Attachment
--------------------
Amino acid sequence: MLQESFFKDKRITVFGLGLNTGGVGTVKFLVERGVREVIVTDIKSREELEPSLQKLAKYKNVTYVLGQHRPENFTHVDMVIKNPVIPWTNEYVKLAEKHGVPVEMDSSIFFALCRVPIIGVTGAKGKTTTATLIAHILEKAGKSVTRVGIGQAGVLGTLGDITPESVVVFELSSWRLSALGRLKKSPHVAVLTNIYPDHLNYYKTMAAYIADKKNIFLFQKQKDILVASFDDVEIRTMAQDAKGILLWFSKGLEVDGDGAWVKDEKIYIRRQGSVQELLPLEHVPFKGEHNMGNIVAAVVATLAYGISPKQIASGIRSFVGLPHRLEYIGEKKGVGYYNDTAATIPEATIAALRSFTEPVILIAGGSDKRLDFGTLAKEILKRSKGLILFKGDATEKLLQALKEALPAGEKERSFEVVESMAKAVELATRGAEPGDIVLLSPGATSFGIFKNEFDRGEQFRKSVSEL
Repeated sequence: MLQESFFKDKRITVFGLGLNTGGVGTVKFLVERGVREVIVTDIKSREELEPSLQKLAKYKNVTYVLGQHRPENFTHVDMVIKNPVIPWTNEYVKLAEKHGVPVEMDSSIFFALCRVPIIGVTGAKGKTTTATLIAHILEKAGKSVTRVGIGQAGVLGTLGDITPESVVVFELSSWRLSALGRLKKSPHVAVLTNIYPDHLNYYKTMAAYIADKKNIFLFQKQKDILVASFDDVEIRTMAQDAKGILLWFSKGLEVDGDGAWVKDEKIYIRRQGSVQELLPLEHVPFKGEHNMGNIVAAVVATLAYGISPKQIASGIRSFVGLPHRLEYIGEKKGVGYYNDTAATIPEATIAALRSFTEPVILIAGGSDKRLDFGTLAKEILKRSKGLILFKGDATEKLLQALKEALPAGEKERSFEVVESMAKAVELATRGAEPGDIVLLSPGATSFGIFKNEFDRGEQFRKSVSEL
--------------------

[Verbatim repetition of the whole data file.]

Amino acid sequence: MLQESFFKDKRITVFGLGLNTGGVGTVKFLVERGVREVIVTDIKSREELEPSLQKLAKYKNVTYVLGQHRPENFTHVDMVIKNPVIPWTNEYVKLAEKHGVPVEMDSSIFFALCRVPIIGVTGAKGKTTTATLIAHILEKAGKSVTRVGIGQAGVLGTLGDITPESVVVFELSSWRLSALGRLKKSPHVAVLTNIYPDHLNYYKTMAAYIADKKNIFLFQKQKDILVASFDDVEIRTMAQDAKGILLWFSKGLEVDGDGAWVKDEKIYIRRQGSVQELLPLEHVPFKGEHNMGNIVAAVVATLAYGISPKQIASGIRSFVGLPHRLEYIGEKKGVGYYNDTAATIPEATIAALRSFTEPVILIAGGSDKRLDFGTLAKEILKRSKGLILFKGDATEKLLQALKEALPAGEKERSFEVVESMAKAVELATRGAEPGDIVLLSPGATSFGIFKNEFDRGEQFRKSVSEL
Repeated sequence: MLQESFFKDKRITVFGLGLNTGGVGTVKFLVERGVREVIVTDIKSREELEPSLQKLAKYKNVTYVLGQHRPENFTHVDMVIKNPVIPWTNEYVKLAEKHGVPVEMDSSIFFALCRVPIIGVTGAKGKTTTATLIAHILEKAGKSVTRVGIGQAGVLGTLGDITPESVVVFELSSWRLSALGRLKKSPHVAVLTNIYPDHLNYYKTMAAYIADKKNIFLFQKQKDILVASFDDVEIRTMAQDAKGILLWFSKGLEVDGDGAWVKDEKIYIRRQGSVQELLPLEHVPFKGEHNMGNIVAAVVATLAYGISPKQIASGIRSFVGLPHRLEYIGEKKGVGYYNDTAATIPEATIAALRSFTEPVILIAGGSDKRLDFGTLAKEILKRSKGLILFKGDATEKLLQALKEALPAGEKERSFEVVESMAKAVELATRGAEPGDIVLLSPGATSFGIFKNEFDRGEQFRKSVSEL